World Meteorological Organization

 

World Meteorological Organization

 

WMO flagWMO flag

 

The World Meteorological Organization (WMO) is an intergovernmental organization with a membership of 191 Member States and Territories. It originated from the International Meteorological Organization (IMO), which was founded in 1873. Established in 1950, WMO became the specialised agency of the United Nations for meteorology(weather and climate), operational hydrology and related geophysical sciences. It has its headquarters in Geneva, Switzerland, and is a member of the United Nations Development Group. The current Secretary-General is Petteri Taalas. The current president is David Grimes. The WMO is a specialised agency of the United Nations. Its purpose is to facilitate international cooperation in the establishment of networks of stations for making Meteorological, hydrological and other observations; and to promote the rapid exchange of meteorological information, the standardization of meteorological observations and the uniform publication of observations and statistics. It also furthers the application of meteorology to aviation, shipping, water problems, agriculture and other human activities, promotes operational hydrology and encourages research and training in meteorology.

The World Meteorological Organization coordinates global scientific activity to allow increasingly prompt and accurate weather information and other services for public, private and commercial use, including international airline and shipping industries. WMO's activities contribute to the safety of life and property, the socio-economic development of nations and the protection of the environment.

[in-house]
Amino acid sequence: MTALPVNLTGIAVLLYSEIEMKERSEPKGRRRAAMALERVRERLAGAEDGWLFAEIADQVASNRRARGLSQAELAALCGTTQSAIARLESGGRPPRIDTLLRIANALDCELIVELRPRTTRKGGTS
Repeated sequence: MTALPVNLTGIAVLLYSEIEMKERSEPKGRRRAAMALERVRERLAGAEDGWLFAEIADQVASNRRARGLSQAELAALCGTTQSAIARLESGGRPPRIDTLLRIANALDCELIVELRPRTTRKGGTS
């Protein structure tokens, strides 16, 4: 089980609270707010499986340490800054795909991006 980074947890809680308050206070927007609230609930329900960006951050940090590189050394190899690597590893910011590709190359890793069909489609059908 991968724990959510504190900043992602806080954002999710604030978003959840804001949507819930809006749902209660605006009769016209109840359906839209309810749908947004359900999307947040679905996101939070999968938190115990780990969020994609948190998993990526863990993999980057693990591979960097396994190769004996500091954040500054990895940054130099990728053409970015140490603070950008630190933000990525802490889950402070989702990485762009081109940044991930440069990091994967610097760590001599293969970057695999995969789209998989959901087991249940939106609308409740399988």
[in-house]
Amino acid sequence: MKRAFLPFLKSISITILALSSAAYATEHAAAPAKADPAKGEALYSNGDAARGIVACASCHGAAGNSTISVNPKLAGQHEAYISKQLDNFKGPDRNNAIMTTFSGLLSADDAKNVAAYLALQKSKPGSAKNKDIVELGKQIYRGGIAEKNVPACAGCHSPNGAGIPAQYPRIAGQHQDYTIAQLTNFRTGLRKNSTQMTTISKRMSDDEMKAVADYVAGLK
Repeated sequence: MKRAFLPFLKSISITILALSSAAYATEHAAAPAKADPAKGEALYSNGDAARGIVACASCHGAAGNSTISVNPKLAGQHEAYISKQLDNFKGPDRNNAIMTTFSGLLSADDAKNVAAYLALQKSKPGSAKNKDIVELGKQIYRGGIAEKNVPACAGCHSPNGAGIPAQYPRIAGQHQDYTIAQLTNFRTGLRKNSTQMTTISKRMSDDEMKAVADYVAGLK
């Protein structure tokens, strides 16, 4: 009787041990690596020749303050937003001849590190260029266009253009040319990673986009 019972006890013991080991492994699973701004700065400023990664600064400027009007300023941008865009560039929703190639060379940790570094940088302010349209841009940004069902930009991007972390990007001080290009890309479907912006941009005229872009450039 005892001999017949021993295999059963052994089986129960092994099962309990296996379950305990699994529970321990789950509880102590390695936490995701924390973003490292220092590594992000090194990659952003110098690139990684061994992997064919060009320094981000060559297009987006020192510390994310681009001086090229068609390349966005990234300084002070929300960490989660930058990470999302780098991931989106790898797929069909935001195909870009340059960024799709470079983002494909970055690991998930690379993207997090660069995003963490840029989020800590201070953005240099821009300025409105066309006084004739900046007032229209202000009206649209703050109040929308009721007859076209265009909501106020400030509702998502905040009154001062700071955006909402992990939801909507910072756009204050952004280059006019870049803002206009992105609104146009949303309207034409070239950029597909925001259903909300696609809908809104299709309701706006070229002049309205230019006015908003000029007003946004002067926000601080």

Within the United Nations, the Geneva-based organization provides the authoritative scientific voice on the state and behaviour of the Earth's atmosphere and climate. Members are grouped in six regional associations (Africa, Asia, South America, North and Central America, South-West Pacific and Europe). Each of them meets every four years to coordinate meteorological and operational hydrological activities within their Region. Visit the WMO web site for comprehensive information.

 

History of WMO

The International Meteorology Organization (IMO), as a non-governmental organization, served the cause of international meteorology well for about three-quarters of a century and that governments and meteorologists alike were generally well satisfied with such an arrangement. Towards the mid-1930s, however, it was becoming increasingly evident, at least to most meteorologists, that such a status for the focal point of international meteorology was incompatible with the importance which meteorology was at that time in the context of the vast economic and technological developments being made. By 1939, a draft of a new World Meteorological Convention (the Berlin Draft) had been prepared but further action on its approval was inevitably delayed by World War II. Some further progress was, however, possible - even during this difficult period - as the Secretariat was transferred to a neutral country, Switzerland, in 1939, shortly after the Berlin meeting.